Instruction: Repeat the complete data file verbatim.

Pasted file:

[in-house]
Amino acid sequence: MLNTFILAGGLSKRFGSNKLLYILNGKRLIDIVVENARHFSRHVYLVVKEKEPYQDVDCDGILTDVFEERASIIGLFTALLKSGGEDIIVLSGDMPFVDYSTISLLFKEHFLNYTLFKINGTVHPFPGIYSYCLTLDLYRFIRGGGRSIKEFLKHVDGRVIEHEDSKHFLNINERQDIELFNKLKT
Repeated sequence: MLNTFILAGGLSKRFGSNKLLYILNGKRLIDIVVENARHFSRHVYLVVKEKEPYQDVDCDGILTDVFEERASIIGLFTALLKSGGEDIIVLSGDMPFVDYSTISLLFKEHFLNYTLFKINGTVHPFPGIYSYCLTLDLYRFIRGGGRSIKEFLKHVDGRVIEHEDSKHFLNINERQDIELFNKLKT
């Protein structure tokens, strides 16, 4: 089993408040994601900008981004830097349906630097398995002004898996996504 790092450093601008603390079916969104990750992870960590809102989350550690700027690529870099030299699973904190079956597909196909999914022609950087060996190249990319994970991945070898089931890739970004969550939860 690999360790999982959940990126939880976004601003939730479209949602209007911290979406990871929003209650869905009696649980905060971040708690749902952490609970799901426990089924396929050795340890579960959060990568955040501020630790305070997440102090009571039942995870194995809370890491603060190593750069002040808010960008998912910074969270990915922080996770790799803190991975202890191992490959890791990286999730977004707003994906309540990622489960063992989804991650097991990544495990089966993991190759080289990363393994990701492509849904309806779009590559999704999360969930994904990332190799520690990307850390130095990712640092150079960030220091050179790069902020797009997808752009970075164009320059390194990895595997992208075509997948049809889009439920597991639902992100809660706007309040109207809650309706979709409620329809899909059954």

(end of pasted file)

[in-house]
Amino acid sequence: MLNTFILAGGLSKRFGSNKLLYILNGKRLIDIVVENARHFSRHVYLVVKEKEPYQDVDCDGILTDVFEERASIIGLFTALLKSGGEDIIVLSGDMPFVDYSTISLLFKEHFLNYTLFKINGTVHPFPGIYSYCLTLDLYRFIRGGGRSIKEFLKHVDGRVIEHEDSKHFLNINERQDIELFNKLKT
Repeated sequence: MLNTFILAGGLSKRFGSNKLLYILNGKRLIDIVVENARHFSRHVYLVVKEKEPYQDVDCDGILTDVFEERASIIGLFTALLKSGGEDIIVLSGDMPFVDYSTISLLFKEHFLNYTLFKINGTVHPFPGIYSYCLTLDLYRFIRGGGRSIKEFLKHVDGRVIEHEDSKHFLNINERQDIELFNKLKT
């Protein structure tokens, strides 16, 4: 089993408040994601900008981004830097349906630097398995002004898996996504 790092450093601008603390079916969104990750992870960590809102989350550690700027690529870099030299699973904190079956597909196909999914022609950087060996190249990319994970991945070898089931890739970004969550939860 690999360790999982959940990126939880976004601003939730479209949602209007911290979406990871929003209650869905009696649980905060971040708690749902952490609970799901426990089924396929050795340890579960959060990568955040501020630790305070997440102090009571039942995870194995809370890491603060190593750069002040808010960008998912910074969270990915922080996770790799803190991975202890191992490959890791990286999730977004707003994906309540990622489960063992989804991650097991990544495990089966993991190759080289990363393994990701492509849904309806779009590559999704999360969930994904990332190799520690990307850390130095990712640092150079960030220091050179790069902020797009997808752009970075164009320059390194990895595997992208075509997948049809889009439920597991639902992100809660706007309040109207809650309706979709409620329809899909059954």